In March 2016, the CDC reported that “superbugs” – bacteria that are highly resistant to antibiotics – are responsible for one out of seven infections caught in general hospitals, causing an annual estimate of 80,000 in the U.S.
Several types of bacterial infections have evolved to ‘deadly invader’ status, and it’s partially our fault.
Among the 18 superbugs identified by the CDC are salmonella, drug-resistant tuberculosis, and a staph bacteria known as MRSA (Methicillin-resistant Staphylococcus aureus)
These bugs are gaining ‘super’ status because we’ve been careless and stupid withantibiotics like Colistin, rendering them useless, if not dangerous. In other words, we’re helping create deadly types of bacteria.
These bad bacteria strains are so ancient and intelligent that a small minority of them that invade our bodies, “may be intercepting the antibiotics and changing their molecular structure,” reports Medical Daily. It’s suspected that bacteria can also beat antibiotics by releasing energy that banishes them before they can even take effect.
Bacteria are naturally able to adapt to the drugs designed to kill them, such as penicillin and ampicillin. So much so that the more these bacteria become exposed to drugs, the more they become resistant microbes that can spread rampantly.
Yes, antibiotics enjoyed their heyday as effective go-to weapons against conditions such as influenza, E. coli, hepatitis, malaria, and STDs. But bacteria are naturally able to adapt to the drugs designed to kill them. They adapt so much that, the more these microbes become exposed to drugs, the more resistant they become. As “superbugs” they can spread rampantly.
Health researchers worldwide warn that resistant strains of bacteria can spreadpractically anywhere in the world, rapidly crossing borders and continents with increased ease.
According to a CDC report, in the U.S. alone:
- Some two million people per year acquire serious infections via antibiotic-resistant bacteria.
- More than 20,000 die, costing billions of dollars.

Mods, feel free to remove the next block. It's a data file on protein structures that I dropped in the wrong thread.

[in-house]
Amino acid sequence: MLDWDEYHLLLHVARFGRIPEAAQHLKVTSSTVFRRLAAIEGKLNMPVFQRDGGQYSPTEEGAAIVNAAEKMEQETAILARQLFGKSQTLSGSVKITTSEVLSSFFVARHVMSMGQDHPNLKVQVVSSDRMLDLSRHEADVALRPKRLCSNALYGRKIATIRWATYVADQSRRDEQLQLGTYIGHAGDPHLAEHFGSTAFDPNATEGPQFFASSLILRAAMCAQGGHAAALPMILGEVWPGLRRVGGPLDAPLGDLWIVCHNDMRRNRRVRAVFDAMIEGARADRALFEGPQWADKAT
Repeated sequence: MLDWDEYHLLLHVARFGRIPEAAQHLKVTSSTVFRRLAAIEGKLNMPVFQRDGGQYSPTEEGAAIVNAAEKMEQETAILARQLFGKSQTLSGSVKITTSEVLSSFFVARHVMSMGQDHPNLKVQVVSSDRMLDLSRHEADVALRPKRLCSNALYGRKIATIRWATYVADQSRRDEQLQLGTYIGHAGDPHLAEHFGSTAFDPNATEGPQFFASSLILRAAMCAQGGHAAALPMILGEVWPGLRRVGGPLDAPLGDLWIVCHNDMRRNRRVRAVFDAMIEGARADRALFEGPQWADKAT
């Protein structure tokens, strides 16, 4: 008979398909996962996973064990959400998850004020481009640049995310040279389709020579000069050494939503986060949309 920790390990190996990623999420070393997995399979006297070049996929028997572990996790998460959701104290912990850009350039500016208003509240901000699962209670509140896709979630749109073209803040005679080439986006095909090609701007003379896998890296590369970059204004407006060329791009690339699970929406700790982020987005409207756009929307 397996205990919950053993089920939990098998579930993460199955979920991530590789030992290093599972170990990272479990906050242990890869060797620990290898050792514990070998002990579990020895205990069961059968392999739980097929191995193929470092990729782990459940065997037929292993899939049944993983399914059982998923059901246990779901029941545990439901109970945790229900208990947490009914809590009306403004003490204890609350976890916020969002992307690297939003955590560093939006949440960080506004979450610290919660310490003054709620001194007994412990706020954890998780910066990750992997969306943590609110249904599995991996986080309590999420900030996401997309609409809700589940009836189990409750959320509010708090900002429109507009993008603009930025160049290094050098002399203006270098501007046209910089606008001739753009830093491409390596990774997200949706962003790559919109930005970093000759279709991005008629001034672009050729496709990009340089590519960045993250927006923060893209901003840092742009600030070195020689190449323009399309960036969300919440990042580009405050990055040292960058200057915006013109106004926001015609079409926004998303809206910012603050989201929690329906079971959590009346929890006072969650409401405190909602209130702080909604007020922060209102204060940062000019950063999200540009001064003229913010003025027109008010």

- Most of these infections happen in the general community.
These 8 bacterial infections are some of the most deadly:
- Acinetobacter Baumannii – A common bacterium that can easily infect patients in health-care settings; poses little risk to healthy individuals.
- Difficile – This bacterium is spread through contaminated food and objects, and can cause infectious diarrhea and colitis.
- CRE – A type of bacterium highly resistant to many antibiotics, earning the name “killer bacteria.” Death rate exceeds 40 percent.
- CRKP – This bacterium (carbapenem-resistant Klebsiella pneumoniae) is known to cause meningitis, pneumonia, and bloodstream infections, and is fatal in many cases.
- Coli – Highly contagious bacterium that accounts for a large percentage of bacterial infections in the blood. Researchers are seeing a growing resistance to the antibiotic colistin.
- MRSA – (Methicillin-resistant Staphylococcus aureus) is a staph bacterium that is resistant to penicillin and many other antibiotics. It can cause serious skin infections, bloodstream infections, and infect surgical wounds.
- Multi-drug resistant tuberculosis (MDR TB) – This strain causes an estimated 440,000 new cases of MDR TB annually around the world, with an estimated 150,000 deaths.
- NDM-1 – This is an enzyme produced by different bacteria that causes resistance to many antibiotics.
Watch The Antibiotic Apocalypse Explained, funded by Bill and Melinda Gates who are big fans of vaccines.